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Supporting Pollinators at the People’s Garden of Portland, Oregon

By Corin Pease on 23. November 2022
Corin Pease

Since 2009, the U.S. Department of Agriculture (USDA) has been recognizing small-scale agricultural projects that benefit their communities as “People’s Gardens.” These gardens serve as a model of what local gardens can do to build community, grow local and nutritious food, and educate the community on sustainable local food production. One important aspect of these gardens is that they incorporate good conservation practices, a goal the Xerces Society has supported for a number of projects. 


Various plots and plantings in a North Portland community garden
A quality community garden can be a save haven for invertebrates, like this garden in North Portland. (Photo: Corin Pease.)


Recently, this included working with Our Village Gardens, an organization dedicated to providing space for community gardens and healthy food for the neighborhoods in North Portland. Residents of this neighborhood include communities of color, refugees and immigrants impacted by food insecurity and inequity. Our Village Gardens’ programs include running the Seeds of Harmony community garden and Fruits of Diversity community orchard. They also established The Village Market, Portland's first non-profit grocery store, which distributes healthy vegetables and fruit from in the gardens. 


Seeds of Harmony garden sign recognizing the volunteer work that went into the garden's creation
The Seeds of Harmony garden was established in 2006. (Photo: Corin Pease.)


This past summer, the USDA Natural Resource Conservation Service (NRCS) in Oregon recognized Our Village Gardens Seeds of Harmony community garden as their choice for the People’s Garden location of Portland, as part of their new Urban Agriculture initiative. In celebration of the new designation, the Xerces Society and NRCS partnered with Our Village Gardens to establish pollinator and beneficial insect habitat around the garden and orchard.  A community work party drew members of the local community, Xerces and volunteers from the University of Portland to install native pollinator plants.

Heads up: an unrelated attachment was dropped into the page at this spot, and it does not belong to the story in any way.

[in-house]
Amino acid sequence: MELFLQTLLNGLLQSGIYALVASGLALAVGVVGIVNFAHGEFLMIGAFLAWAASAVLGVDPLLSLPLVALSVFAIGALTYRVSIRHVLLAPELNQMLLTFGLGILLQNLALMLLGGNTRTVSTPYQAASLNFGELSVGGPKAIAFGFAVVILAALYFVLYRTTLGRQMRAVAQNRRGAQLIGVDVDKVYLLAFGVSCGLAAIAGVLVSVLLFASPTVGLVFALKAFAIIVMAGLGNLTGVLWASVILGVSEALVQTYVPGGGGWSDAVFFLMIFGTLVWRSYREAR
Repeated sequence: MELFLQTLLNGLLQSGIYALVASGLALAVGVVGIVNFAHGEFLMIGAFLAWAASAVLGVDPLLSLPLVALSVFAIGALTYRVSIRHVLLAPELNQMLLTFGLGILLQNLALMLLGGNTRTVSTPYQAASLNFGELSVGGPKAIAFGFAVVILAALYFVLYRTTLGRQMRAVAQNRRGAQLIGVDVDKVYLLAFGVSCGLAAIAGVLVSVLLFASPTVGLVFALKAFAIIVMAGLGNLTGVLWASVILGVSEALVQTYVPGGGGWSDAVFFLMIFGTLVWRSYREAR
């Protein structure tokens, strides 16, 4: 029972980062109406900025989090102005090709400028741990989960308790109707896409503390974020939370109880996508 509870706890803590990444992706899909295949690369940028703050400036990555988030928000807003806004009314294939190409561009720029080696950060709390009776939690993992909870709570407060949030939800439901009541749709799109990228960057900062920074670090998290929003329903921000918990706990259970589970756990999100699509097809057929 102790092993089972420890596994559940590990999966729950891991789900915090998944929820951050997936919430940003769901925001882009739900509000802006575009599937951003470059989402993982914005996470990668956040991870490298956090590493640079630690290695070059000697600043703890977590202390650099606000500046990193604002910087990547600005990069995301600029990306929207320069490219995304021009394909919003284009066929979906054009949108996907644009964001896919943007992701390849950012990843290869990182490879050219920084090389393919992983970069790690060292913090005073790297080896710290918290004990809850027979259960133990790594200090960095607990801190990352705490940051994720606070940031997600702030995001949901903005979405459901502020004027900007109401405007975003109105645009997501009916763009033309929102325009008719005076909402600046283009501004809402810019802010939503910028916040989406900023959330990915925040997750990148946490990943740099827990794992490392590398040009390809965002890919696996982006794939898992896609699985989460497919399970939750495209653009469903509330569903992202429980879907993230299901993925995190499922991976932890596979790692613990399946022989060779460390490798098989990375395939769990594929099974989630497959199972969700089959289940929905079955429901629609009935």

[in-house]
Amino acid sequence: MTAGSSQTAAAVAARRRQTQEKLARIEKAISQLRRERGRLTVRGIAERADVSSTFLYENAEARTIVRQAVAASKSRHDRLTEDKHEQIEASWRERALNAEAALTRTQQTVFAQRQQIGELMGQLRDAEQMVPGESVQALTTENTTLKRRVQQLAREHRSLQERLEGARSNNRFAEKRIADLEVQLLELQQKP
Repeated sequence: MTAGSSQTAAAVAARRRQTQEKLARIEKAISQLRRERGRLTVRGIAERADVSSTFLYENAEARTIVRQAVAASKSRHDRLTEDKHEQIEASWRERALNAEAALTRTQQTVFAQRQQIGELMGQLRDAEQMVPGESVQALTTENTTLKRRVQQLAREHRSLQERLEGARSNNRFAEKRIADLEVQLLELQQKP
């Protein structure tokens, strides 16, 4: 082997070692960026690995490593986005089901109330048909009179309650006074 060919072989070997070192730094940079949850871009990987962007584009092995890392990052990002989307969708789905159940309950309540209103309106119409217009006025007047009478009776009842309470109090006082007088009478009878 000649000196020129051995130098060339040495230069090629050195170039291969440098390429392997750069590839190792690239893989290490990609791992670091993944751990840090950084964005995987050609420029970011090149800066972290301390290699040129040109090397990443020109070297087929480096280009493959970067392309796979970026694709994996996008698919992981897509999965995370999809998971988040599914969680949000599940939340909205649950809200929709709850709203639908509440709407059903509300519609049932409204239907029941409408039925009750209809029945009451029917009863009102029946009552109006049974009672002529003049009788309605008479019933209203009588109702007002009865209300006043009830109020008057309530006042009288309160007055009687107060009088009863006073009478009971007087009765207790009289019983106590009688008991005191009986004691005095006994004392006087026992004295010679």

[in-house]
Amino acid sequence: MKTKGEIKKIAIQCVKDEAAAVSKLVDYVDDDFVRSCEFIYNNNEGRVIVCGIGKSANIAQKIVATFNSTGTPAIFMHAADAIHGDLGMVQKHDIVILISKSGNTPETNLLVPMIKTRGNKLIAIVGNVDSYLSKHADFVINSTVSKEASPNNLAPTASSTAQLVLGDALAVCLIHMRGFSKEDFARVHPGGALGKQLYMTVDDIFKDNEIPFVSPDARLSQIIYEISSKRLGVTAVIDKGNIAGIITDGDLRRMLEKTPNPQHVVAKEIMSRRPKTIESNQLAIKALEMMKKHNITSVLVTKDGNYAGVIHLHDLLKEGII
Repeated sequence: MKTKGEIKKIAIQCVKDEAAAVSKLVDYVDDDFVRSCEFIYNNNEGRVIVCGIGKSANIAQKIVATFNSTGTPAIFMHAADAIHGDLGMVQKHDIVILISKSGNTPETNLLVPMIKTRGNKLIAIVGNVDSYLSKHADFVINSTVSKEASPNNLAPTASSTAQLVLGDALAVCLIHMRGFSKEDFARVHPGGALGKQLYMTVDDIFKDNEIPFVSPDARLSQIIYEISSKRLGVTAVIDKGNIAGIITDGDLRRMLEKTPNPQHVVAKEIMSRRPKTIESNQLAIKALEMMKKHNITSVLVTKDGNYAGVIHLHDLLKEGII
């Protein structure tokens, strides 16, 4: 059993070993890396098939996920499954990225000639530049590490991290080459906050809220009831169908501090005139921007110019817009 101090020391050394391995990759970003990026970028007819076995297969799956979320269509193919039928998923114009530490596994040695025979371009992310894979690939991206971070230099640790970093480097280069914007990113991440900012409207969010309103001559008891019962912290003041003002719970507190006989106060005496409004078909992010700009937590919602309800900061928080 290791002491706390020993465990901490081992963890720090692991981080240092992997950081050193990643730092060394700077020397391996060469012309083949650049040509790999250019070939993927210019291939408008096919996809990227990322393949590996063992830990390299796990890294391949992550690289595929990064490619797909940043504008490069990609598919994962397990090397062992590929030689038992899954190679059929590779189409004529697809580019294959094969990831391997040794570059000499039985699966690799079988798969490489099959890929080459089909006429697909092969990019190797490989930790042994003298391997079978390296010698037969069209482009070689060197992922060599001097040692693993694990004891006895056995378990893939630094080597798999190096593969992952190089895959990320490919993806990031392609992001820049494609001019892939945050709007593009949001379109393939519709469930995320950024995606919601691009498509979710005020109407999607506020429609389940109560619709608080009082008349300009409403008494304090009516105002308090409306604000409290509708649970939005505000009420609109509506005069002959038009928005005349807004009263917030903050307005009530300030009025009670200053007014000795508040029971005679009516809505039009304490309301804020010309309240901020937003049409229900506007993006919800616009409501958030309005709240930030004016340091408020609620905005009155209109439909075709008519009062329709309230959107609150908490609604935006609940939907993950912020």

Volunteers planting pollinator habitat at the Portland People's Garden
Together with local volunteers, we made a difference for the pollinators and other insects that call this garden home. (Photo: Lauren Bennett, NRCS.)


Together, we planted a 50-foot long hedgerow, 135-foot long insectary strip and an additional 225 square feet of native pollinator habitat.  The habitat was designed by Xerces to include plants that bloom throughout the growing season and provide stem-nesting habitat and overwintering habitat that is important for pollinator survival in the urban environment. Several weeks later we shared the new planting with the greater community at the NRCS ribbon cutting ceremony for unveiling of the official Portland People’s Garden at Our Village Gardens!


Community members cutting a giant ribbon with giant scissors at the garden
This garden brings the community closer, which was evident at the ribbon cutting ceremony for the official Portland People’s Garden. With expanded insect habitat, that community will continue to welcome invertebrates as well. (Photo: Corin Pease.) 


As USDA continues their urban agricultural initiative and Xerces expands to new states and cities, we look forward to the new opportunities ahead to work with urban gardens to bring pollinator habitat to cities across America.



Corin provides technical assistance to growers and USDA Natural Resources Conservation Service (NRCS) Conservation Planners on pollinator and natural enemy conservation on farms in the Pacific Northwest. He holds a master's degree in integrated pest management and a bachelor's degree in environmental biology from the University of CaliforniaDavis. Corin’s experience spans agriculture, entomology, and integrated pest management (IPM).

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